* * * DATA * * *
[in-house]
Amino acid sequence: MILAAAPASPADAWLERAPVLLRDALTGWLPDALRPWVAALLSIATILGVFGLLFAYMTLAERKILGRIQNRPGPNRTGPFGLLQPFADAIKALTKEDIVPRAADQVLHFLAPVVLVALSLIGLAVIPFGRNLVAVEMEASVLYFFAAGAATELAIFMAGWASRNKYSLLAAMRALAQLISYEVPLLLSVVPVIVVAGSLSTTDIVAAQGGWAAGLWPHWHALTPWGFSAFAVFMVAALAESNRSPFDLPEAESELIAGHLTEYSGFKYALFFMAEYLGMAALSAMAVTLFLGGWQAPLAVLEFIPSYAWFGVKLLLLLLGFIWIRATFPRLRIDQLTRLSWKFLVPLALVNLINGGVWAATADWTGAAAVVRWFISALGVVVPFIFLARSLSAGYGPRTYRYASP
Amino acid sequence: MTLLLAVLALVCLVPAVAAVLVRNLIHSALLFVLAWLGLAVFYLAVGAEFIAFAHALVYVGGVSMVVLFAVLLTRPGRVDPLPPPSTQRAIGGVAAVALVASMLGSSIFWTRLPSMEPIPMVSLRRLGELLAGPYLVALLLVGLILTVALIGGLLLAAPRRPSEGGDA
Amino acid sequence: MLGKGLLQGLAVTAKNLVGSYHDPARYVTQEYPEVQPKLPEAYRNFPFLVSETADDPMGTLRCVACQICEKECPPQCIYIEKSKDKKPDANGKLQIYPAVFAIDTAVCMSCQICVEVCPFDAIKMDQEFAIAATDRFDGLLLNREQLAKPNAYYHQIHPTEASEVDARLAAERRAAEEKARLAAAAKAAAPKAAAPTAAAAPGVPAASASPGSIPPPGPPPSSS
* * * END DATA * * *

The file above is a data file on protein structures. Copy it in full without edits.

[in-house]
Amino acid sequence: MILAAAPASPADAWLERAPVLLRDALTGWLPDALRPWVAALLSIATILGVFGLLFAYMTLAERKILGRIQNRPGPNRTGPFGLLQPFADAIKALTKEDIVPRAADQVLHFLAPVVLVALSLIGLAVIPFGRNLVAVEMEASVLYFFAAGAATELAIFMAGWASRNKYSLLAAMRALAQLISYEVPLLLSVVPVIVVAGSLSTTDIVAAQGGWAAGLWPHWHALTPWGFSAFAVFMVAALAESNRSPFDLPEAESELIAGHLTEYSGFKYALFFMAEYLGMAALSAMAVTLFLGGWQAPLAVLEFIPSYAWFGVKLLLLLLGFIWIRATFPRLRIDQLTRLSWKFLVPLALVNLINGGVWAATADWTGAAAVVRWFISALGVVVPFIFLARSLSAGYGPRTYRYASP
Amino acid sequence: MTLLLAVLALVCLVPAVAAVLVRNLIHSALLFVLAWLGLAVFYLAVGAEFIAFAHALVYVGGVSMVVLFAVLLTRPGRVDPLPPPSTQRAIGGVAAVALVASMLGSSIFWTRLPSMEPIPMVSLRRLGELLAGPYLVALLLVGLILTVALIGGLLLAAPRRPSEGGDA
Amino acid sequence: MLGKGLLQGLAVTAKNLVGSYHDPARYVTQEYPEVQPKLPEAYRNFPFLVSETADDPMGTLRCVACQICEKECPPQCIYIEKSKDKKPDANGKLQIYPAVFAIDTAVCMSCQICVEVCPFDAIKMDQEFAIAATDRFDGLLLNREQLAKPNAYYHQIHPTEASEVDARLAAERRAAEEKARLAAAAKAAAPKAAAPTAAAAPGVPAASASPGSIPPPGPPPSSS